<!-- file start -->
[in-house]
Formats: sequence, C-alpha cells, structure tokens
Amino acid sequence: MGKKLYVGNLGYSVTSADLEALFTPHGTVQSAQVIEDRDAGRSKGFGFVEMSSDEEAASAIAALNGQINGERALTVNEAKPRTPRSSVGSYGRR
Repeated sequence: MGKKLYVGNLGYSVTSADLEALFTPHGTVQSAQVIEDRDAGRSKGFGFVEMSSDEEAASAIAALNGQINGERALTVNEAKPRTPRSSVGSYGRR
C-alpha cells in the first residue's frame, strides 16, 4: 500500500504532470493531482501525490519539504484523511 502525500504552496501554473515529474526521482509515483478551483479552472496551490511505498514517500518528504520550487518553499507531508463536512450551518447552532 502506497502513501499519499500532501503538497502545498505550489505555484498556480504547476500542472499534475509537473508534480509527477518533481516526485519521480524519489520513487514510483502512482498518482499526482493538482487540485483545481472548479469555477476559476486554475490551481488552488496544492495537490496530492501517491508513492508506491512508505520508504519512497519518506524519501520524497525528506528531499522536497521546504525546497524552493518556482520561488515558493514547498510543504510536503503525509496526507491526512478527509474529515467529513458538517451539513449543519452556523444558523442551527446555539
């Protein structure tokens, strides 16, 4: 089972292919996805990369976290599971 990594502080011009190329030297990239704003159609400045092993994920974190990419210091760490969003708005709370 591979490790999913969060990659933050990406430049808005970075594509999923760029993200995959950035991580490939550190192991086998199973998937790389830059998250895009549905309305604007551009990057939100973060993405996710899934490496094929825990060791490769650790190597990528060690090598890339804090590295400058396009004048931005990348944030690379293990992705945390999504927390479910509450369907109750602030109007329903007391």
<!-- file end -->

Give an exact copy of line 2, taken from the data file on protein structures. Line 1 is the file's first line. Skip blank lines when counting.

Formats: sequence, C-alpha cells, structure tokens